The BL Labs team are pleased to announce that the sixth annual British Library Labs Symposium will be held on Monday 12 November 2018, from 9:30 - 17:30 in the British Library Knowledge Centre, St Pancras. The event is free, and you must book a ticket in advance. Last year's event was a sell out, so don't miss out!

The Symposium showcases innovative and inspiring projects which use the British Library’s digital content, providing a platform for development, networking and debate in the Digital Scholarship field as well as being a focus on the creative reuse of digital collections and data in the cultural heritage sector.

We are very proud to announce that this year's keynote will be delivered by Daniel Pett, Head of Digital and IT at the Fitzwilliam Museum, University of Cambridge.

Daniel Pett
Daniel Pett will be giving the keynote at this year's BL Labs Symposium. Photograph Copyright Chiara Bonacchi (University of Stirling).

  Dan read archaeology at UCL and Cambridge (but played too much rugby) and then worked in IT on the trading floor of Dresdner Kleinwort Benson. Until February this year, he was Digital Humanities lead at the British Museum, where he designed and implemented digital practises connecting humanities research, museum practice, and the creative industries. He is an advocate of open access, open source and reproducible research. He designed and built the award-winning Portable Antiquities Scheme database (which holds records of over 1.3 million objects) and enabled collaboration through projects working on linked and open data (LOD) with the Institute for the Study of the Ancient World (New York University) (ISAWNYU) and the American Numismatic Society. He has worked with crowdsourcing and crowdfunding (MicroPasts), and developed the British Museum's 3D capture reputation. He holds Honorary posts at UCL Institute of Archaeology and the Centre for Digital Humanities and publishes regularly in the fields of museum studies, archaeology and digital humanities.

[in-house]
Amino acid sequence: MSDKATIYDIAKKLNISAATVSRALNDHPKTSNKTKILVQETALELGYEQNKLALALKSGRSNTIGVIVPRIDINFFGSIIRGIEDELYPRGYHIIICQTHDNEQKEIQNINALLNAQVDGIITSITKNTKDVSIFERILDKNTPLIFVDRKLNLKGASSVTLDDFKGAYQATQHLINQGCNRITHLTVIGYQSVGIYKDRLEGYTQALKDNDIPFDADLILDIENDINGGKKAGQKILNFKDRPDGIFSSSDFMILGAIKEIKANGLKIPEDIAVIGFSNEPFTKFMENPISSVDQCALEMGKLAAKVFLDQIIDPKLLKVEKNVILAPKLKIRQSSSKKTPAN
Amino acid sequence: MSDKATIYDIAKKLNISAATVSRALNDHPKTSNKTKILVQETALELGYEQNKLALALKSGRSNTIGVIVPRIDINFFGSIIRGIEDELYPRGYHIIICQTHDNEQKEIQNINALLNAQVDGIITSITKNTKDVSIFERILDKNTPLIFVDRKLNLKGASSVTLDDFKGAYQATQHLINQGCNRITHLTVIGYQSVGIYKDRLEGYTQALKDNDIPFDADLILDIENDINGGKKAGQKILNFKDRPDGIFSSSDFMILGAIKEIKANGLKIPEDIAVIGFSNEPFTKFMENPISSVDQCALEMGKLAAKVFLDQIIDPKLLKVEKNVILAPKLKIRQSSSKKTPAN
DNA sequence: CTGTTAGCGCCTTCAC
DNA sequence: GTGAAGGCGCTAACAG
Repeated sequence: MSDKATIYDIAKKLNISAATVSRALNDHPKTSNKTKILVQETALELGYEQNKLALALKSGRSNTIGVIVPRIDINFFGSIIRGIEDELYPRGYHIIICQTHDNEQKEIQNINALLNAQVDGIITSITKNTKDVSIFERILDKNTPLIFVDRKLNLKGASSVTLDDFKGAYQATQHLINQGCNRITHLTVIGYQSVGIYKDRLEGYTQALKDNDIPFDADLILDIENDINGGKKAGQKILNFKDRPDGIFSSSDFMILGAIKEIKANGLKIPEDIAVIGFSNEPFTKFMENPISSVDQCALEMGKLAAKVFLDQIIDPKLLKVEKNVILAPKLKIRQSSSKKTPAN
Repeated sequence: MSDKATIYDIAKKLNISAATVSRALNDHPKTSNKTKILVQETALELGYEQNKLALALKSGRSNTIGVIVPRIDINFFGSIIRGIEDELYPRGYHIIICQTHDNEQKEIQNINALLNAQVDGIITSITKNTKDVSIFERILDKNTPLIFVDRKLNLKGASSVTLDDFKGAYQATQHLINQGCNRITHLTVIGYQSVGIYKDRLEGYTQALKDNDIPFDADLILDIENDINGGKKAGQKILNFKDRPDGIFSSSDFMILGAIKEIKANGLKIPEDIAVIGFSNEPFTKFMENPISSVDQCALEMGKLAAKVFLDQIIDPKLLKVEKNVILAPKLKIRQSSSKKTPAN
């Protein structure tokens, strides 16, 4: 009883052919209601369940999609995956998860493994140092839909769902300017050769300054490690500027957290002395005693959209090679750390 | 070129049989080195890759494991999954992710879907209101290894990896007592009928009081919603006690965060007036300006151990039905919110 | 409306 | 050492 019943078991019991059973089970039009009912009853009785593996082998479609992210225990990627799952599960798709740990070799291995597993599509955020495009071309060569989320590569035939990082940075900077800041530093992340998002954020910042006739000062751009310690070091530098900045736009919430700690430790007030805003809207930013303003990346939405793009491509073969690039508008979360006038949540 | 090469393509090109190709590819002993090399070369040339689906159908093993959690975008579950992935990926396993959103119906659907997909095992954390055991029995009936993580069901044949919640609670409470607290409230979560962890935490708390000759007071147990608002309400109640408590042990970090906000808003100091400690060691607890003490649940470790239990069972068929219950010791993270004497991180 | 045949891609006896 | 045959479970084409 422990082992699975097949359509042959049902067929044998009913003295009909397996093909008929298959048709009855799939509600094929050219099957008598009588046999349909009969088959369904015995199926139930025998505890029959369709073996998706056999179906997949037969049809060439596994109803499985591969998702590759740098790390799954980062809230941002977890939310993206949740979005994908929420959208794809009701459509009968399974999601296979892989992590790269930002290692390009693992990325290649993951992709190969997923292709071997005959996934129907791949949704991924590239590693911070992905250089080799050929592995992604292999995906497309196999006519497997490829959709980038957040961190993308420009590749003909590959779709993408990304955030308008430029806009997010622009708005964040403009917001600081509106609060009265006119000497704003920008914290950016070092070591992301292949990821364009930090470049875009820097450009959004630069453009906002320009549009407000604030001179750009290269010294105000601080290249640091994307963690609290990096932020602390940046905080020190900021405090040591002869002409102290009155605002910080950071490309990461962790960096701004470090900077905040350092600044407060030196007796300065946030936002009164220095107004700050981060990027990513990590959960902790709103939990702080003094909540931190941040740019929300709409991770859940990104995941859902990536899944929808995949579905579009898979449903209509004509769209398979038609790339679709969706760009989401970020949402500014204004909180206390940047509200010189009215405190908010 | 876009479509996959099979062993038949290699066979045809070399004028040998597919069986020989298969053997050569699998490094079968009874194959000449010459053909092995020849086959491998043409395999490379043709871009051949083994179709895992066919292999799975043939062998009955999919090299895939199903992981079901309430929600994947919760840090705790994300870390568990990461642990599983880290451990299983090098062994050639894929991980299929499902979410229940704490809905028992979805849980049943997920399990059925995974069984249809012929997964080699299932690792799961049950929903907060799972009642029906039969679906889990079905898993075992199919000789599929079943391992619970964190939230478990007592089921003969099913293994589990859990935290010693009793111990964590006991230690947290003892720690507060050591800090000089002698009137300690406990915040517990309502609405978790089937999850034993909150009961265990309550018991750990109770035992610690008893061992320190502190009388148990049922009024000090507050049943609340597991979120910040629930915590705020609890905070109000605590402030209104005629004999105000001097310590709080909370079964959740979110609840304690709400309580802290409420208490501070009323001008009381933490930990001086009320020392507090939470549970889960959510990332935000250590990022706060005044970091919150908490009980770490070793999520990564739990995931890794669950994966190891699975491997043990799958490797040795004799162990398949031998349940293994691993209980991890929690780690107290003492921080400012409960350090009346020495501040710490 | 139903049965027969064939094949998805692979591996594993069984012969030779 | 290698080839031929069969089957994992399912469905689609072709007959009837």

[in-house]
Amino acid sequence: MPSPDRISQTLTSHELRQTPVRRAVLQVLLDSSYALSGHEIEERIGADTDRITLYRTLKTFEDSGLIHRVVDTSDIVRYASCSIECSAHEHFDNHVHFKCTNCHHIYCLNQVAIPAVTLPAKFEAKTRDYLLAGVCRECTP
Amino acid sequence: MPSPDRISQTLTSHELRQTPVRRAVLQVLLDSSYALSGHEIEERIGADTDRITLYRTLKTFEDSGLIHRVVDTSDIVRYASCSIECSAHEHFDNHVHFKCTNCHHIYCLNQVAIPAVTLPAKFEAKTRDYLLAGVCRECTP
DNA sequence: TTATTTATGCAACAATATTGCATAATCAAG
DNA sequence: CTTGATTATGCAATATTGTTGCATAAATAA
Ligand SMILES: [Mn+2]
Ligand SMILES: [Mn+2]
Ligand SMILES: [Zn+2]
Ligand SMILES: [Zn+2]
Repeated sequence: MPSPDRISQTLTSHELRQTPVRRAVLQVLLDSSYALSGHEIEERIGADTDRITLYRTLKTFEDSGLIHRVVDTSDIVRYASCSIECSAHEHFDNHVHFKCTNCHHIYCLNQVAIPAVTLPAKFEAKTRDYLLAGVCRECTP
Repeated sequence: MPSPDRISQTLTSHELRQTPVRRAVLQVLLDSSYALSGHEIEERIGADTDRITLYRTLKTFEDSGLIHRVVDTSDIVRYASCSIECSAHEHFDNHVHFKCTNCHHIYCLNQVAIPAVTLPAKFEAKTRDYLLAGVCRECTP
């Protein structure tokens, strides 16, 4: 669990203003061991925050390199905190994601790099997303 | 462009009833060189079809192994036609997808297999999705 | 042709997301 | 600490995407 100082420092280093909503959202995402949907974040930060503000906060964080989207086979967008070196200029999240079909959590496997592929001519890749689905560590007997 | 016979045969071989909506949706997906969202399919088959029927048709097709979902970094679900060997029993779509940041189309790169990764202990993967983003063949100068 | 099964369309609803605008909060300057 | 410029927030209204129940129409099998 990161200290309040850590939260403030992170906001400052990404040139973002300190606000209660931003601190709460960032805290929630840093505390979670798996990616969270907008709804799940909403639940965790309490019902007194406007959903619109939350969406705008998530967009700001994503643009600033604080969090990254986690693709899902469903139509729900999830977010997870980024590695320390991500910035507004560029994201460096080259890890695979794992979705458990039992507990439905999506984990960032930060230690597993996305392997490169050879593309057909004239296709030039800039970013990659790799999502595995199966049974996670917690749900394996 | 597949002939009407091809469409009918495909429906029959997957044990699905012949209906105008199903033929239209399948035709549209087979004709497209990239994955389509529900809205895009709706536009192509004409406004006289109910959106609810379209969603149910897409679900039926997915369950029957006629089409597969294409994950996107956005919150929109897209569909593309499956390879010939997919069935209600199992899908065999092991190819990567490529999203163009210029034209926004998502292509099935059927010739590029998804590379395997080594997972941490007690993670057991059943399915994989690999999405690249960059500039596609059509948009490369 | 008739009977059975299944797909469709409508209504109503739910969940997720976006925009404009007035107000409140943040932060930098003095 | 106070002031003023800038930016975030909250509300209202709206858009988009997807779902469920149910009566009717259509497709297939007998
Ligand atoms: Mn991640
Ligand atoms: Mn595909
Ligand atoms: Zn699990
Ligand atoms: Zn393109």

Dan's keynote will reflect on his years of experience in assessing the value, impact and importance of experimenting with, re-imagining and re-mixing cultural heritage digital collections in Galleries, Libraries, Archives and Museums. Dan will follow in the footsteps of previous prestigious BL Labs keynote speakers: Josie Fraser (2017); Melissa Terras (2016); David De Roure and George Oates (2015); Tim Hitchcock (2014); and Bill Thompson and Andrew Prescott in 2013.

Stella Wisdom (Digital Curator for Contemporary British Collections at the British Library) will give an update on some exciting and innovative projects she and other colleagues have been working on within Digital Scholarship. Mia Ridge (Digital Curator for Western Heritage Collections at the British Library) will talk about a major and ambitious data science/digital humanities project 'Living with Machines' the British Library is about to embark upon, in collaboration with the Alan Turing Institute for data science and artificial intelligence.Throughout the day, there will be several announcements and presentations from nominated and winning projects for the BL Labs Awards 2018, which recognise work that have used the British Library’s digital content in four areas: Research, Artistic, Commercial, and Educational. The closing date for the BL Labs Awards is 11 October, 2018, so it's not too late to nominate someone/a team, or enter your own project! There will also be a chance to find out who has been nominated and recognised for the British Library Staff Award 2018 which showcases the work of an outstanding individual (or team) at the British Library who has worked creatively and originally with the British Library's digital collections and data (nominations close 12 October 2018).